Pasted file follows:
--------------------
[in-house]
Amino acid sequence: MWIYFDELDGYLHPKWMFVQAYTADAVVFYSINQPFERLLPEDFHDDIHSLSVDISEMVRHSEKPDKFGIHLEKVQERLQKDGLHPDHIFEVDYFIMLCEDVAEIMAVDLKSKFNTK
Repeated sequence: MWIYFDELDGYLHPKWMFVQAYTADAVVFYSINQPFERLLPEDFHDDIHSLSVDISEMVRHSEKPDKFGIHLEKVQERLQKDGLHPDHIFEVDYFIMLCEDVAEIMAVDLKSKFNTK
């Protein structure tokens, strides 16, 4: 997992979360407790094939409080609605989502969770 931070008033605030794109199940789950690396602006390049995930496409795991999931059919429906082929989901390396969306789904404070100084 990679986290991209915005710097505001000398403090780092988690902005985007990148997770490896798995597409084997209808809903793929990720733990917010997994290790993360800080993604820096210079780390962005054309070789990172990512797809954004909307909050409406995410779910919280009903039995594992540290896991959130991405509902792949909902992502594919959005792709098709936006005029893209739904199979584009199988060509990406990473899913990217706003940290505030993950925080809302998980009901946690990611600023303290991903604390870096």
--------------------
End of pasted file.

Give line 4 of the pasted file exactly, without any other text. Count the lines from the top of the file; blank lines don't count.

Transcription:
């Protein structure tokens, strides 16, 4: 997992979360407790094939409080609605989502969770 931070008033605030794109199940789950690396602006390049995930496409795991999931059919429906082929989901390396969306789904404070100084 990679986290991209915005710097505001000398403090780092988690902005985007990148997770490896798995597409084997209808809903793929990720733990917010997994290790993360800080993604820096210079780390962005054309070789990172990512797809954004909307909050409406995410779910919280009903039995594992540290896991959130991405509902792949909902992502594919959005792709098709936006005029893209739904199979584009199988060509990406990473899913990217706003940290505030993950925080809302998980009901946690990611600023303290991903604390870096």